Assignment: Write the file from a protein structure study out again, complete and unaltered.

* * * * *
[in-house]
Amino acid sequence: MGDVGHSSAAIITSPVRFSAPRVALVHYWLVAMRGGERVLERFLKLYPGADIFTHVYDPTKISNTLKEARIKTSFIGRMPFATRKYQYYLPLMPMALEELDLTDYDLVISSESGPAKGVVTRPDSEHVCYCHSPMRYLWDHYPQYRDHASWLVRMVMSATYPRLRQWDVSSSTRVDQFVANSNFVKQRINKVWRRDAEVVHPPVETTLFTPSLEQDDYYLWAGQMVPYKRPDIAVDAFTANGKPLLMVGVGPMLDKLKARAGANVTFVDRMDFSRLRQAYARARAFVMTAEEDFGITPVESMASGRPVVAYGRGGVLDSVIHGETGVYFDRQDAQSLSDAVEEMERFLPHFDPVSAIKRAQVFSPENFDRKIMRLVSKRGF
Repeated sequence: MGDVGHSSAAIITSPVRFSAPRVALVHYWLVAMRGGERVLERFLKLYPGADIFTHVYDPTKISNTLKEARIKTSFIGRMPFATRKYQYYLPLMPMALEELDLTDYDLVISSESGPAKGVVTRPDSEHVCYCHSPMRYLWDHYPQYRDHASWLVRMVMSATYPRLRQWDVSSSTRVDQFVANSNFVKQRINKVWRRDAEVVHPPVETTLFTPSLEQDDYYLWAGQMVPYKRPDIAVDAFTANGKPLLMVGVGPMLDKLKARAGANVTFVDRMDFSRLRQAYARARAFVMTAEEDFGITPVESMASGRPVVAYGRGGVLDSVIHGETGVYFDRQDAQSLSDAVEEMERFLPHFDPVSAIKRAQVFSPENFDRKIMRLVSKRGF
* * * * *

[in-house]
Amino acid sequence: MGDVGHSSAAIITSPVRFSAPRVALVHYWLVAMRGGERVLERFLKLYPGADIFTHVYDPTKISNTLKEARIKTSFIGRMPFATRKYQYYLPLMPMALEELDLTDYDLVISSESGPAKGVVTRPDSEHVCYCHSPMRYLWDHYPQYRDHASWLVRMVMSATYPRLRQWDVSSSTRVDQFVANSNFVKQRINKVWRRDAEVVHPPVETTLFTPSLEQDDYYLWAGQMVPYKRPDIAVDAFTANGKPLLMVGVGPMLDKLKARAGANVTFVDRMDFSRLRQAYARARAFVMTAEEDFGITPVESMASGRPVVAYGRGGVLDSVIHGETGVYFDRQDAQSLSDAVEEMERFLPHFDPVSAIKRAQVFSPENFDRKIMRLVSKRGF
Repeated sequence: MGDVGHSSAAIITSPVRFSAPRVALVHYWLVAMRGGERVLERFLKLYPGADIFTHVYDPTKISNTLKEARIKTSFIGRMPFATRKYQYYLPLMPMALEELDLTDYDLVISSESGPAKGVVTRPDSEHVCYCHSPMRYLWDHYPQYRDHASWLVRMVMSATYPRLRQWDVSSSTRVDQFVANSNFVKQRINKVWRRDAEVVHPPVETTLFTPSLEQDDYYLWAGQMVPYKRPDIAVDAFTANGKPLLMVGVGPMLDKLKARAGANVTFVDRMDFSRLRQAYARARAFVMTAEEDFGITPVESMASGRPVVAYGRGGVLDSVIHGETGVYFDRQDAQSLSDAVEEMERFLPHFDPVSAIKRAQVFSPENFDRKIMRLVSKRGF